## proizvod_161,
## proizvod_162} => {proizvod_073} 0.008168709 0.7101449 2.848415 98
## [2] {proizvod_033,
## proizvod_058,
## proizvod_145} => {proizvod_077} 0.008002001 0.7218045 2.819762 96
## [3] {proizvod_079,
## proizvod_084,
## proizvod_142} => {proizvod_116} 0.007668584 0.7131783 2.864412 92
## [4] {proizvod_090,
## proizvod_137,
## proizvod_138} => {proizvod_054} 0.007501875 0.7086614 2.733701 90
## [5] {proizvod_043,
## proizvod_187,
## proizvod_200} => {proizvod_171} 0.007418521 0.7295082 2.821376 89
```

Left hand sides of the rules contain “conditional” products and right hand sides contain “consequential” products. For example (rule 1): if someone buys proizvod_014, proizvod_161 and proizvod_162 then he will buy proizvod_073 with a probability of 71% (confidence).

**Possible benefits from this information**:

*offer together products related by the rules and increase sales**promote together products related by the rules and increase promotion effect**offer a discount if products related by the rules are bought together and increase sales*

## Finding similarities and grouping data

When investigating products, it is interesting to find which are similar in the sense of income and number of items sold.

**Possible benefits from this information**:

*increase marketing and sales activities for the most sold products**decrease marketing and sales activities for the least sold products*

We can see that product P121 and product P176 are much more sold and brought much more income than the other products. The least sold and with the least income are products in the lower left corner (for example product P200).

If we seek similarities between products in the sense of locations where they are mostly sold, we get the following:

We see that there are products that are mostly sold at the very same point of sale (for example products P199, P148, P178, P173, P066, P083 are all mostly sold at R043).

**Possible benefits from this information**:

*increase marketing and offering of the most sought products at certain locations**decrease marketing and offering of the least sought products at certain locations**offer the most sought products at certain locations in a bundle or with a discount*

Just as with the products, we can find similarities between POSs. First we investigate the similarities between POSs taking into account the total income and quantity sold.

It is easily seen that there are groupings between points of sale: for example R078, R089 and R084 are very close (similar) with respect to income and quantities sold, while quite far (distant) from R076, R061, R060.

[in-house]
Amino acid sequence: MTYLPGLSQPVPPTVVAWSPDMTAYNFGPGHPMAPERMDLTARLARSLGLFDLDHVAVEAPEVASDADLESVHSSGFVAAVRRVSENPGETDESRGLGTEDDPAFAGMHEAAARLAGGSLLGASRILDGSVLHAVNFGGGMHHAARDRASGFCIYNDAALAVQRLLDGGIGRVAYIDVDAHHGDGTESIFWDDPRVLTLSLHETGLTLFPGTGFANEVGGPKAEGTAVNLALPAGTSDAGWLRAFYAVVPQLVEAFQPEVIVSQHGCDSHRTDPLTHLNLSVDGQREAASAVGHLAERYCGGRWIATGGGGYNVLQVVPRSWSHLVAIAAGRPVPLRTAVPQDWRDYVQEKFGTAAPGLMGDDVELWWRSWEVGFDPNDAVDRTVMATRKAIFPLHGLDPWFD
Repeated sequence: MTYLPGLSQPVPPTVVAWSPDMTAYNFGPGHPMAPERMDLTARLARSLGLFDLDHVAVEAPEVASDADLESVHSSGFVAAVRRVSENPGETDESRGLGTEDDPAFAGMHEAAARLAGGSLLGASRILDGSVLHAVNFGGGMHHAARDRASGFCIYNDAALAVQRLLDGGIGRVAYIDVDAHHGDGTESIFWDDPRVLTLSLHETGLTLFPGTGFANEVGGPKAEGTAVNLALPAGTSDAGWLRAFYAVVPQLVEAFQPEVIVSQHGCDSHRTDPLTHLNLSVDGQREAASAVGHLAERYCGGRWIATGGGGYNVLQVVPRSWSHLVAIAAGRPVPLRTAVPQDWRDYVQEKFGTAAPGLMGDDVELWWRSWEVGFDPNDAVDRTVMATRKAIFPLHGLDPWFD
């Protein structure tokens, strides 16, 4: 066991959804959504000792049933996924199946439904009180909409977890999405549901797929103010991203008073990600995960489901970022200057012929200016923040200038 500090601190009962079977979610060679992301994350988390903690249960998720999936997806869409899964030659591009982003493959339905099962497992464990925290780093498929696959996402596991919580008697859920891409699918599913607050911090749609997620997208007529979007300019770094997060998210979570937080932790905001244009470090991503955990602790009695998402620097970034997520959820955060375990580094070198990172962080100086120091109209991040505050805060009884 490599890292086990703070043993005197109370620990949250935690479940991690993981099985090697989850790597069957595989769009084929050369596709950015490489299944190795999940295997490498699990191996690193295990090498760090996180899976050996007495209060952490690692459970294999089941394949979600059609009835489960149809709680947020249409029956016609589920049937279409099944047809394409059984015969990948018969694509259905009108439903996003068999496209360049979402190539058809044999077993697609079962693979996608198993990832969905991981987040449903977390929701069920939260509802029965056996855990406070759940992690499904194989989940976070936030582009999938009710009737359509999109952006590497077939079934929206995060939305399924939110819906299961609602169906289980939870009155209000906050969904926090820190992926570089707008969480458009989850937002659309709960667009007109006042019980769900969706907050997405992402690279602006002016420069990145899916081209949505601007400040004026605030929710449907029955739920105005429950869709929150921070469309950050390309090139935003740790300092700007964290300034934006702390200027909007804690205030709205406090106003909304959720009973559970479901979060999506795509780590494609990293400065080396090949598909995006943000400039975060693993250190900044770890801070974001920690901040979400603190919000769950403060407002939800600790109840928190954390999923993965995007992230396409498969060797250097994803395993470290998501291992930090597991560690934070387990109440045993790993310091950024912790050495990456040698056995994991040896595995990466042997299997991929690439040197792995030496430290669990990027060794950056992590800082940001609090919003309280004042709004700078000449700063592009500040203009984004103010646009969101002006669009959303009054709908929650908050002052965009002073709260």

**Possible benefits from this information**:

*increase marketing and sales activities at the most profitable locations**decrease marketing and sales activities at the least profitable locations*

We can also find similarities between points of sale with respect to most sold product categories.

**Possible benefits from this information**:

*plan products distribution depending on the most and least sold product categories**increase marketing and sales activities for the most sought product categories at certain points of sale*

Just as we did with points of sale, we can investigate locations (cities, towns, provinces) to see if there are similarities with respect to average unit price and quantities sold.

We see that for example Ogulin, Sisak and Koprivnica have lower total quantities sold and higher average product prices, while Dubrovnik, Samobor and Zagreb have higher quantities sold and and lower average product prices.

**Possible benefits from this information**:

*decrease prices in locations with higher average unit price to increase sales**increase prices in locations with lower average unit price to increase profit**increase marketing activities for high-end (more expensive) products in locations with high sales and lower average unit price*

In the graph above we see that for example Zapresic, Vukovar and Slunj share the most sold product category and even the second most sold product category.

**Possible benefits from this information**:

*plan products distribution depending on the most and least sold product categories**increase marketing and sales activities for the most sought product categories at certain locations*

## Classification

Existing data can also be classified to help making yes/no decisions. For example let’s classify the products with respect to their sales: are they sold above or below average (in terms of quantity), compared to all other products?

So most products are sold below average (in terms of quantity). What factors could influence this? From the data available, we pick the all the product related information: category, manufacturer and (average) unit price. These parameters will be used to build a classifier model and as future input for the model. The classifier model will output the product class – is it below or above the average sales quantity.